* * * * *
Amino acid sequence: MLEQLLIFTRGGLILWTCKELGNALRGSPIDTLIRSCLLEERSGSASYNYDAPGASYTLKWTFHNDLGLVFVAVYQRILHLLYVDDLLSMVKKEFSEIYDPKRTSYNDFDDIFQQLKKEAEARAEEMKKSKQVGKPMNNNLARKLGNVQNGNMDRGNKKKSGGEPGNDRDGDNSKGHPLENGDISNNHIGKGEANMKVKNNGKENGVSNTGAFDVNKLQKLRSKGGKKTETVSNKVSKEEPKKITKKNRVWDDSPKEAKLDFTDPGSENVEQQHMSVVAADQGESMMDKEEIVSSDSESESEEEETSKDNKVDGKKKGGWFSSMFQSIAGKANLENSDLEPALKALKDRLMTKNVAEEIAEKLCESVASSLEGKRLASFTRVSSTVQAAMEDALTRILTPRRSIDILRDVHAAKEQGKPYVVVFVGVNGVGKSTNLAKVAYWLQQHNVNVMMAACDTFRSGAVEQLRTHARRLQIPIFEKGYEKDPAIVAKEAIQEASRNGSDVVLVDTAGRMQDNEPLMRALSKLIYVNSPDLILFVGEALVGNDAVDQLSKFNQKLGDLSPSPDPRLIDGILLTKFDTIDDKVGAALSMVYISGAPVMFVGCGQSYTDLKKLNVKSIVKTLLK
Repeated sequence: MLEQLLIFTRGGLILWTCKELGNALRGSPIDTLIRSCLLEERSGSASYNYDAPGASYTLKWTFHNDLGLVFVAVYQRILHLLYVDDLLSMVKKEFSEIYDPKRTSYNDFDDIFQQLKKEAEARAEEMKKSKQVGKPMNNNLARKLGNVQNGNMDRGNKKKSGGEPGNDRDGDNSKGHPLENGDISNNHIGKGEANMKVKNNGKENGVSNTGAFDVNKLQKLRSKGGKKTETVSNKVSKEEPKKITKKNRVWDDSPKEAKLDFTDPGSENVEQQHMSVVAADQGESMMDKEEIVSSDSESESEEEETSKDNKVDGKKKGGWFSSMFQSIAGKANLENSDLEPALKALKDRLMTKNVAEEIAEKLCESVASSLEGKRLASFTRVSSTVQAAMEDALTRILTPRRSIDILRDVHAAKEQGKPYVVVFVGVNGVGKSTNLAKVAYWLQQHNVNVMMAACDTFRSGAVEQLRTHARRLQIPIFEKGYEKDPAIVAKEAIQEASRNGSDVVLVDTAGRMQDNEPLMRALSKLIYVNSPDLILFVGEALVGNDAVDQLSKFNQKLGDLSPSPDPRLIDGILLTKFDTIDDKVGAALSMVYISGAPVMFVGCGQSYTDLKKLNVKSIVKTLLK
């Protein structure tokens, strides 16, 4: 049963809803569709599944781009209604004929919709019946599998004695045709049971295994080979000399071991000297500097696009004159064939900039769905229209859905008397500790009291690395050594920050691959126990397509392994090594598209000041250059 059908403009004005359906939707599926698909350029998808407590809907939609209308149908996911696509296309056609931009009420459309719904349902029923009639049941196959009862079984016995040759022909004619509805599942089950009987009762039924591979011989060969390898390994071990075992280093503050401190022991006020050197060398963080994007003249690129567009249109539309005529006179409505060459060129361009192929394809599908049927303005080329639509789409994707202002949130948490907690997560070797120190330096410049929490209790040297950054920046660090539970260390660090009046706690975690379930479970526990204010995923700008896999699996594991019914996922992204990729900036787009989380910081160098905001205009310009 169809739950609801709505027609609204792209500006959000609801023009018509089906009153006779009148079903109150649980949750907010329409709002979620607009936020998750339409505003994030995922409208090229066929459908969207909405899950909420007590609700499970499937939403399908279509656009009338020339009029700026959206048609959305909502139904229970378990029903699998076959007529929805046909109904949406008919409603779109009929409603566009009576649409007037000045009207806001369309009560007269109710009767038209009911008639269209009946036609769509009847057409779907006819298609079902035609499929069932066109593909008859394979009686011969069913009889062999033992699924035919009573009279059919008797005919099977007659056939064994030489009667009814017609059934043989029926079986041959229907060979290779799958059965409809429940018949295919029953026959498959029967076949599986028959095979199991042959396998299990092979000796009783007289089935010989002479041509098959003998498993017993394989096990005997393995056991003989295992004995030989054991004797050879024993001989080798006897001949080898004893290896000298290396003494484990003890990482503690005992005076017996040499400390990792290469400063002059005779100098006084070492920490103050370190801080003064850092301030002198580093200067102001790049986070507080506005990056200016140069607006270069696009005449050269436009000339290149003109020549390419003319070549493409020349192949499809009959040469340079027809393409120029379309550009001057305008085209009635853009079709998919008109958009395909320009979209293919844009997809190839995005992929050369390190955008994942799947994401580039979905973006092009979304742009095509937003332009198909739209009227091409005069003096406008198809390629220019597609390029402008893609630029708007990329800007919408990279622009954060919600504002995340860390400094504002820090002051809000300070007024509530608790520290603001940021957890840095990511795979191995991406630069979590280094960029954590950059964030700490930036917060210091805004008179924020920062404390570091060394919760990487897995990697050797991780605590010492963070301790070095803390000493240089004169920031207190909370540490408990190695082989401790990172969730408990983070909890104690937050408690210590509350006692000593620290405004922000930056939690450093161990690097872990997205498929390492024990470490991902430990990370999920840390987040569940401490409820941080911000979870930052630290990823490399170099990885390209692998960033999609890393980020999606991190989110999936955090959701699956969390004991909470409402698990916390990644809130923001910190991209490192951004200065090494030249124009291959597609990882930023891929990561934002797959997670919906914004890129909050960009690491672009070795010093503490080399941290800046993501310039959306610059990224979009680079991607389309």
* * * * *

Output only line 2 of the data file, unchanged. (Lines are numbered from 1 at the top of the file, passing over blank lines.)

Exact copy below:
Repeated sequence: MLEQLLIFTRGGLILWTCKELGNALRGSPIDTLIRSCLLEERSGSASYNYDAPGASYTLKWTFHNDLGLVFVAVYQRILHLLYVDDLLSMVKKEFSEIYDPKRTSYNDFDDIFQQLKKEAEARAEEMKKSKQVGKPMNNNLARKLGNVQNGNMDRGNKKKSGGEPGNDRDGDNSKGHPLENGDISNNHIGKGEANMKVKNNGKENGVSNTGAFDVNKLQKLRSKGGKKTETVSNKVSKEEPKKITKKNRVWDDSPKEAKLDFTDPGSENVEQQHMSVVAADQGESMMDKEEIVSSDSESESEEEETSKDNKVDGKKKGGWFSSMFQSIAGKANLENSDLEPALKALKDRLMTKNVAEEIAEKLCESVASSLEGKRLASFTRVSSTVQAAMEDALTRILTPRRSIDILRDVHAAKEQGKPYVVVFVGVNGVGKSTNLAKVAYWLQQHNVNVMMAACDTFRSGAVEQLRTHARRLQIPIFEKGYEKDPAIVAKEAIQEASRNGSDVVLVDTAGRMQDNEPLMRALSKLIYVNSPDLILFVGEALVGNDAVDQLSKFNQKLGDLSPSPDPRLIDGILLTKFDTIDDKVGAALSMVYISGAPVMFVGCGQSYTDLKKLNVKSIVKTLLK